It had all started some years before, with the germ of an idea. Nanninga had noticed a trend: he was meeting more and more senior executives at client companies. ‘We were getting more business-critical because we were handling confidential information on their behalf, beyond their firewalls, and we were sole suppliers to global companies,’ explains Nanninga. ‘All of a sudden I was getting more and more requests to meet chief information officers, who wanted to understand what kind of a company we were.’ Corporate decisions to engage Ricoh as a service supplier had, he says, escalated from middle management to executive level. Reacting to the heightened interest in Ricoh among senior executives, ‘I wanted not just to meet them once, but to get to know them better and to allow them to share ideas with other people who understood their role.’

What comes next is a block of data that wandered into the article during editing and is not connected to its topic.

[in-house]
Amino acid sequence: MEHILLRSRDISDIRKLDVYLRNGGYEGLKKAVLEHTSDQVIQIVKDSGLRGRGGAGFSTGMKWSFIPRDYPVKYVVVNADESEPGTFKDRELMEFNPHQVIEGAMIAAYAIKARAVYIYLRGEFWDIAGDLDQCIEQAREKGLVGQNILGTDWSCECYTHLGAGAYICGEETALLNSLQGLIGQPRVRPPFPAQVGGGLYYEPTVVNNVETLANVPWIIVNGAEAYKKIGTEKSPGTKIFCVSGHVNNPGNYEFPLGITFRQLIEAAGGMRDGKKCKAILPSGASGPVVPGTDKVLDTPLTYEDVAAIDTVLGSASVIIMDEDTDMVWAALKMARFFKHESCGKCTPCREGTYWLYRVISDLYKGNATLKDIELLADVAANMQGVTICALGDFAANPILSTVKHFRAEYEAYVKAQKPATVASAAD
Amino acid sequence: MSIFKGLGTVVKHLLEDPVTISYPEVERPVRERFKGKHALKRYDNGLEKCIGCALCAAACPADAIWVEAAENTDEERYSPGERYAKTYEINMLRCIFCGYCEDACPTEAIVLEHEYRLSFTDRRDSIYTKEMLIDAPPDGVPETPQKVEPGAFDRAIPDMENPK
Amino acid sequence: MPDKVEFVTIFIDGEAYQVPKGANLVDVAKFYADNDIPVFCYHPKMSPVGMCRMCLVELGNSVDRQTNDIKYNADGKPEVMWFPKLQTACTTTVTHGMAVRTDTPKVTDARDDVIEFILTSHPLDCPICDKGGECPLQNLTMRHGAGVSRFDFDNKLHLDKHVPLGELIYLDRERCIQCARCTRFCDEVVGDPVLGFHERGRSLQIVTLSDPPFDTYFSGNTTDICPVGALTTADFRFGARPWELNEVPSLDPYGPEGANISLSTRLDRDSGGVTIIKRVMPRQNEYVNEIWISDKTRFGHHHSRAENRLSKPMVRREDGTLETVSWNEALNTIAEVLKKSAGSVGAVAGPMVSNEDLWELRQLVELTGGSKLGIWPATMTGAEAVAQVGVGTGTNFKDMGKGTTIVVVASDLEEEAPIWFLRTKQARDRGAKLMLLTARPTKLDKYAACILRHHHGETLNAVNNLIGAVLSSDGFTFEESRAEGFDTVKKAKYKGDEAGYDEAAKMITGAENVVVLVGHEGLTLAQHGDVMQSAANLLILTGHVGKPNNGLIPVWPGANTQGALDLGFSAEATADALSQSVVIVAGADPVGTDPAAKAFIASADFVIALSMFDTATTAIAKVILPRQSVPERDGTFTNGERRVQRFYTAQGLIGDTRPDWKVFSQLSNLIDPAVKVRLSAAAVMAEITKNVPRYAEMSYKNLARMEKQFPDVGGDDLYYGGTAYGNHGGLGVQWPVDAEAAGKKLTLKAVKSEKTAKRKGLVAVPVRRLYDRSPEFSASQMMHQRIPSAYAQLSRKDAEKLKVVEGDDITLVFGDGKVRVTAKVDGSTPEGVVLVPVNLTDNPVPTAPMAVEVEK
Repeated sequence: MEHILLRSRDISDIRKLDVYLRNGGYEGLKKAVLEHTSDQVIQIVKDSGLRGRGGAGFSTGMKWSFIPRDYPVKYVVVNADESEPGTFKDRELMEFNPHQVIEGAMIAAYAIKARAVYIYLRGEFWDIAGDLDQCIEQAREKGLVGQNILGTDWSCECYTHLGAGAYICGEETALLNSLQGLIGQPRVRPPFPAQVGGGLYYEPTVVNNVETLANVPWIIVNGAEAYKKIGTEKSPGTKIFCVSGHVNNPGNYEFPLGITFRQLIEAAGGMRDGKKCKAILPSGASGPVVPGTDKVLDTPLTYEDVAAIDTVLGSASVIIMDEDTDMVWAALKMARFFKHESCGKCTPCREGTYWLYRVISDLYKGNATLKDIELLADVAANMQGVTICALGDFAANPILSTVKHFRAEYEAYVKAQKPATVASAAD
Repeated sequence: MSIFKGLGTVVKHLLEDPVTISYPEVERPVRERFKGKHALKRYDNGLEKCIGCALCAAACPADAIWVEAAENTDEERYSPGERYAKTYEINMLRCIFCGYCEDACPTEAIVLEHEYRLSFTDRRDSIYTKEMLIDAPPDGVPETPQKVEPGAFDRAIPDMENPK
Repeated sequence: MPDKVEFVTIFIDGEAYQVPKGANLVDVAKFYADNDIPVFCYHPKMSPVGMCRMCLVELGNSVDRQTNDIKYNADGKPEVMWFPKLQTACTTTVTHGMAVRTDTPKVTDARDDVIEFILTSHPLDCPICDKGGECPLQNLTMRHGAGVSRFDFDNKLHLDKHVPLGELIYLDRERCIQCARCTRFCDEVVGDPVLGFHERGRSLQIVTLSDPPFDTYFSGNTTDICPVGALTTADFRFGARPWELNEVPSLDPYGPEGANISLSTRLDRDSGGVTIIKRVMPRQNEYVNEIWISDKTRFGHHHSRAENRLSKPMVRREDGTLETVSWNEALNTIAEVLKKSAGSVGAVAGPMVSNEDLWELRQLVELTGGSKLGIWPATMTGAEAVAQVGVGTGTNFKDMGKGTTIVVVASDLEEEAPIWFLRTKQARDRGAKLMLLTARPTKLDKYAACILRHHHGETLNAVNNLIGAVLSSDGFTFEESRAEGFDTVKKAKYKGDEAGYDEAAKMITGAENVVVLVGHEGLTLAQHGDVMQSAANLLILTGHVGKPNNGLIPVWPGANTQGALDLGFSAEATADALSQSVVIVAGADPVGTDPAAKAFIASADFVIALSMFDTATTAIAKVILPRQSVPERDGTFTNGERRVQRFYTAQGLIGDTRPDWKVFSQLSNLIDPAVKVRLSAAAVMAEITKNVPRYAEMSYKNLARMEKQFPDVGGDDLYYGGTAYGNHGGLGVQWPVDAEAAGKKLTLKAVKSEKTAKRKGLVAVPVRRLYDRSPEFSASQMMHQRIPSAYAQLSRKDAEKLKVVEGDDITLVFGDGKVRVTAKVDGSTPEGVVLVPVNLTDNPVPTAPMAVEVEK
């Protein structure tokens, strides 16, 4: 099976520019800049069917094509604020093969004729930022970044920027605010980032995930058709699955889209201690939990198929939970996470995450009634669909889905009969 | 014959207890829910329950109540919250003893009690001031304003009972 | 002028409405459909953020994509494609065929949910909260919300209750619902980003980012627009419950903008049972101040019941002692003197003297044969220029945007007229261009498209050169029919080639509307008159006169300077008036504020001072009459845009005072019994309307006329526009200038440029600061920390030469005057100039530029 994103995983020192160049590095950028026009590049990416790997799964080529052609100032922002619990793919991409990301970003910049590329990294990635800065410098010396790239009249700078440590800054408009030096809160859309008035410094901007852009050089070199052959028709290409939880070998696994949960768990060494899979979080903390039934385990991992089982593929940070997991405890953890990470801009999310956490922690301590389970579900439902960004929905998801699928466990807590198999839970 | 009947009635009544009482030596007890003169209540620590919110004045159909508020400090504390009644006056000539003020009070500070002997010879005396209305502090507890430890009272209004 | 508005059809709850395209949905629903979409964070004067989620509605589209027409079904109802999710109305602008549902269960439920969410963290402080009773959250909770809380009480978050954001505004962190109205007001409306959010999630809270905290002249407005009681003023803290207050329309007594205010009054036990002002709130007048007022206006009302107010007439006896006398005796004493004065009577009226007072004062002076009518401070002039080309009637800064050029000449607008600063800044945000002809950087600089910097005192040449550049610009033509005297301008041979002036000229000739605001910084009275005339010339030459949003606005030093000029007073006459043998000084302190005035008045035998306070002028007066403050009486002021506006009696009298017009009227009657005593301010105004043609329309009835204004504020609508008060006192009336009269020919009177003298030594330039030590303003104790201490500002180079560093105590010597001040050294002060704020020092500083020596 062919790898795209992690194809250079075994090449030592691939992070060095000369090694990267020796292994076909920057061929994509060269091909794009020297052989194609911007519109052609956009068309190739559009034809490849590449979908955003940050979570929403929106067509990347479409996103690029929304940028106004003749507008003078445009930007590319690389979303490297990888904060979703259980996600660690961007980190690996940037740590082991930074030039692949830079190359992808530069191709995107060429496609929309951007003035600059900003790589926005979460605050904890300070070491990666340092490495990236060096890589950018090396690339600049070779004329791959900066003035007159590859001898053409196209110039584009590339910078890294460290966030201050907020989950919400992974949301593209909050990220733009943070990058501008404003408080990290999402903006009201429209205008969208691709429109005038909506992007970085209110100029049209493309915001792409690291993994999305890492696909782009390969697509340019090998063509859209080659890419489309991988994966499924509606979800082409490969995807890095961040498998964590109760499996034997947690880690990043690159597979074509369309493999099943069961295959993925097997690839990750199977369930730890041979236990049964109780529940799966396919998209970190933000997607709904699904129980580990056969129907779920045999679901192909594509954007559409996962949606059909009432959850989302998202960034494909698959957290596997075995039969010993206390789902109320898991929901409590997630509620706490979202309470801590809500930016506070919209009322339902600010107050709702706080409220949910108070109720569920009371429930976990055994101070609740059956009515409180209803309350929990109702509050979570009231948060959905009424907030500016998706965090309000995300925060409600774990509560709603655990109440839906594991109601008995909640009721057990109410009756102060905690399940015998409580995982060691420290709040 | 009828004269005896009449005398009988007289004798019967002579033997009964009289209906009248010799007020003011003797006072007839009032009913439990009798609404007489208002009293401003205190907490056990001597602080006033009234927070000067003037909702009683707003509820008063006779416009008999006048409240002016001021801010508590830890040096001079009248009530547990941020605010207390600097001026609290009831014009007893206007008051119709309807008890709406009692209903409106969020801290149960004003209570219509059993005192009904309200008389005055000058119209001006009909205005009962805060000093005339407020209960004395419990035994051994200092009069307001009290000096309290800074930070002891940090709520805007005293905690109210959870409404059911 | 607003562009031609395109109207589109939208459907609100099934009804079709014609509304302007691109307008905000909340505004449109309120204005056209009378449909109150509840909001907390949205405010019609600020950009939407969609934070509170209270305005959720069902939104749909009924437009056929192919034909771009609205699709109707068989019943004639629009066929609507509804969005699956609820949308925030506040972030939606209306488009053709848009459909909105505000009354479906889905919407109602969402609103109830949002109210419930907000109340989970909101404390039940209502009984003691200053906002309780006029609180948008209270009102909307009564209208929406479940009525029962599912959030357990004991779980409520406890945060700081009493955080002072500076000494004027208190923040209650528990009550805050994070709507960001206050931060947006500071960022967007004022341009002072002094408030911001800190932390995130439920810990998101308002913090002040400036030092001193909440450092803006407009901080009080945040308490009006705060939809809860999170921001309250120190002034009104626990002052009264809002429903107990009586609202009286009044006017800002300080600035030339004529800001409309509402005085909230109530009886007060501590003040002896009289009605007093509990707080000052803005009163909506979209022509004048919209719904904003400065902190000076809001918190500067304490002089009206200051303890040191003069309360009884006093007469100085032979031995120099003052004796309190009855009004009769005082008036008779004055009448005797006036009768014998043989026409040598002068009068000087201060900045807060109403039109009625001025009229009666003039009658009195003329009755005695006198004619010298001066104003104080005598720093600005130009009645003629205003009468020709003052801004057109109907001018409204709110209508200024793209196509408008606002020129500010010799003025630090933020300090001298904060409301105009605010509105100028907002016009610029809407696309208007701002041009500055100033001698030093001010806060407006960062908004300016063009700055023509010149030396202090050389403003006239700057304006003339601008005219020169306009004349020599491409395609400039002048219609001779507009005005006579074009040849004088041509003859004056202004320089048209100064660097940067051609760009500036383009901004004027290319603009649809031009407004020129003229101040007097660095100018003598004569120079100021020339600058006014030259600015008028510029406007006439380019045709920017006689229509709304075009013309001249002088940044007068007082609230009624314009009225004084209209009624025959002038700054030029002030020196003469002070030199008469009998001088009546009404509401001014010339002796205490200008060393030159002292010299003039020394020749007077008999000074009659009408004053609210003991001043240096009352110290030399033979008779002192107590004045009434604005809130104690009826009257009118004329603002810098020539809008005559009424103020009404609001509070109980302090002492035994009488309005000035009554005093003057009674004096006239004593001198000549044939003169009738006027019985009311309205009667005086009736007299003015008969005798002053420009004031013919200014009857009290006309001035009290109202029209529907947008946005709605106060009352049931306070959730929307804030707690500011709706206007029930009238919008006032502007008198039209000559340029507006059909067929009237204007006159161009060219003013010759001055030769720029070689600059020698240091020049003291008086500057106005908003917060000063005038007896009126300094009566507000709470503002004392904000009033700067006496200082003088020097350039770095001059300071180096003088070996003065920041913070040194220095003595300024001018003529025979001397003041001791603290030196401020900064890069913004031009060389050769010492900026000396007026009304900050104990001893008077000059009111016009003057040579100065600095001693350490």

Seeking a forum for this, Ricoh drew up a list of universities as potential collaborators. In 2015 it plumped for Oxford Saïd, shortly after staff heard Professor Trevor speak at a conference and invited him to the London office.
At that meeting, ‘it’s fair to say that Paul and I hit it off straight away,’ says Professor Trevor. ‘There was a meeting of minds about how to explore the topic of the future of work’ – the deliberately wide-ranging topic which Ricoh had decided it wanted to discuss with its customers.